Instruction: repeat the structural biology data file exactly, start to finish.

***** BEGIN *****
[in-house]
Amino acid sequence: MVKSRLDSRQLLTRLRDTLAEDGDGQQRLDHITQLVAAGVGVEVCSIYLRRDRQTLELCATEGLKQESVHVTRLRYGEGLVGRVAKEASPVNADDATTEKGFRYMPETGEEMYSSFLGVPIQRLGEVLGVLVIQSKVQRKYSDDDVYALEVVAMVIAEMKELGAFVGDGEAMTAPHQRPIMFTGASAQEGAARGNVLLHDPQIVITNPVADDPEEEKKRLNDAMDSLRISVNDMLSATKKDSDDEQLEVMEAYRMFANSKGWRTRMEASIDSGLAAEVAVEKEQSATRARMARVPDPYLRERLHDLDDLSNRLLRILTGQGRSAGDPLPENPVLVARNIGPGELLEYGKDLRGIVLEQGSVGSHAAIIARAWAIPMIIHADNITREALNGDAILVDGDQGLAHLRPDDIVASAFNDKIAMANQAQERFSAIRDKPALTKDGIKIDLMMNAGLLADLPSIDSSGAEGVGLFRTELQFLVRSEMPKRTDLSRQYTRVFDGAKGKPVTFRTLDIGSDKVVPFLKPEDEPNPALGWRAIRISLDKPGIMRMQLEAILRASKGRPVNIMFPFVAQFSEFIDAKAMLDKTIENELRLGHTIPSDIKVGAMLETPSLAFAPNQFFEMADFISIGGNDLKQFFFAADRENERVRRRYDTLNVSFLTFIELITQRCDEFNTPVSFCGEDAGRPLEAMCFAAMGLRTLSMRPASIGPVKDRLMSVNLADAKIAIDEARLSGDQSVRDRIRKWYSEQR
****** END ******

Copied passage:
[in-house]
Amino acid sequence: MVKSRLDSRQLLTRLRDTLAEDGDGQQRLDHITQLVAAGVGVEVCSIYLRRDRQTLELCATEGLKQESVHVTRLRYGEGLVGRVAKEASPVNADDATTEKGFRYMPETGEEMYSSFLGVPIQRLGEVLGVLVIQSKVQRKYSDDDVYALEVVAMVIAEMKELGAFVGDGEAMTAPHQRPIMFTGASAQEGAARGNVLLHDPQIVITNPVADDPEEEKKRLNDAMDSLRISVNDMLSATKKDSDDEQLEVMEAYRMFANSKGWRTRMEASIDSGLAAEVAVEKEQSATRARMARVPDPYLRERLHDLDDLSNRLLRILTGQGRSAGDPLPENPVLVARNIGPGELLEYGKDLRGIVLEQGSVGSHAAIIARAWAIPMIIHADNITREALNGDAILVDGDQGLAHLRPDDIVASAFNDKIAMANQAQERFSAIRDKPALTKDGIKIDLMMNAGLLADLPSIDSSGAEGVGLFRTELQFLVRSEMPKRTDLSRQYTRVFDGAKGKPVTFRTLDIGSDKVVPFLKPEDEPNPALGWRAIRISLDKPGIMRMQLEAILRASKGRPVNIMFPFVAQFSEFIDAKAMLDKTIENELRLGHTIPSDIKVGAMLETPSLAFAPNQFFEMADFISIGGNDLKQFFFAADRENERVRRRYDTLNVSFLTFIELITQRCDEFNTPVSFCGEDAGRPLEAMCFAAMGLRTLSMRPASIGPVKDRLMSVNLADAKIAIDEARLSGDQSVRDRIRKWYSEQR